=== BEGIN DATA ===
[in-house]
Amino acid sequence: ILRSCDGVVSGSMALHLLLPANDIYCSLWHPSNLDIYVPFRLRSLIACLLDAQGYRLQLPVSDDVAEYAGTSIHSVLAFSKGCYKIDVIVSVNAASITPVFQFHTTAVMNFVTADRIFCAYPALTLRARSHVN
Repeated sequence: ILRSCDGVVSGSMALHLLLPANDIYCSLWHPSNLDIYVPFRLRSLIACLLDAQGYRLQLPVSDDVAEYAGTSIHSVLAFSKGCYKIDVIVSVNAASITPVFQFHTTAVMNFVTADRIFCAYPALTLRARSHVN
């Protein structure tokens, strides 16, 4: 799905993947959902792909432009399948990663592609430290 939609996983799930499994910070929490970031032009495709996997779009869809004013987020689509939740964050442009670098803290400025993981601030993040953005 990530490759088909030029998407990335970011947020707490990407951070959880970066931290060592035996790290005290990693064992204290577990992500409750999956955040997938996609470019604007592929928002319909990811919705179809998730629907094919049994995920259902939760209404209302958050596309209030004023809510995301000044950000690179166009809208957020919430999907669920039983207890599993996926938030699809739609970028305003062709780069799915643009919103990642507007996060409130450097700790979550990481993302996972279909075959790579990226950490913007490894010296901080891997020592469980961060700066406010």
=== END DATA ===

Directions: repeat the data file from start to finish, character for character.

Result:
[in-house]
Amino acid sequence: ILRSCDGVVSGSMALHLLLPANDIYCSLWHPSNLDIYVPFRLRSLIACLLDAQGYRLQLPVSDDVAEYAGTSIHSVLAFSKGCYKIDVIVSVNAASITPVFQFHTTAVMNFVTADRIFCAYPALTLRARSHVN
Repeated sequence: ILRSCDGVVSGSMALHLLLPANDIYCSLWHPSNLDIYVPFRLRSLIACLLDAQGYRLQLPVSDDVAEYAGTSIHSVLAFSKGCYKIDVIVSVNAASITPVFQFHTTAVMNFVTADRIFCAYPALTLRARSHVN
């Protein structure tokens, strides 16, 4: 799905993947959902792909432009399948990663592609430290 939609996983799930499994910070929490970031032009495709996997779009869809004013987020689509939740964050442009670098803290400025993981601030993040953005 990530490759088909030029998407990335970011947020707490990407951070959880970066931290060592035996790290005290990693064992204290577990992500409750999956955040997938996609470019604007592929928002319909990811919705179809998730629907094919049994995920259902939760209404209302958050596309209030004023809510995301000044950000690179166009809208957020919430999907669920039983207890599993996926938030699809739609970028305003062709780069799915643009919103990642507007996060409130450097700790979550990481993302996972279909075959790579990226950490913007490894010296901080891997020592469980961060700066406010």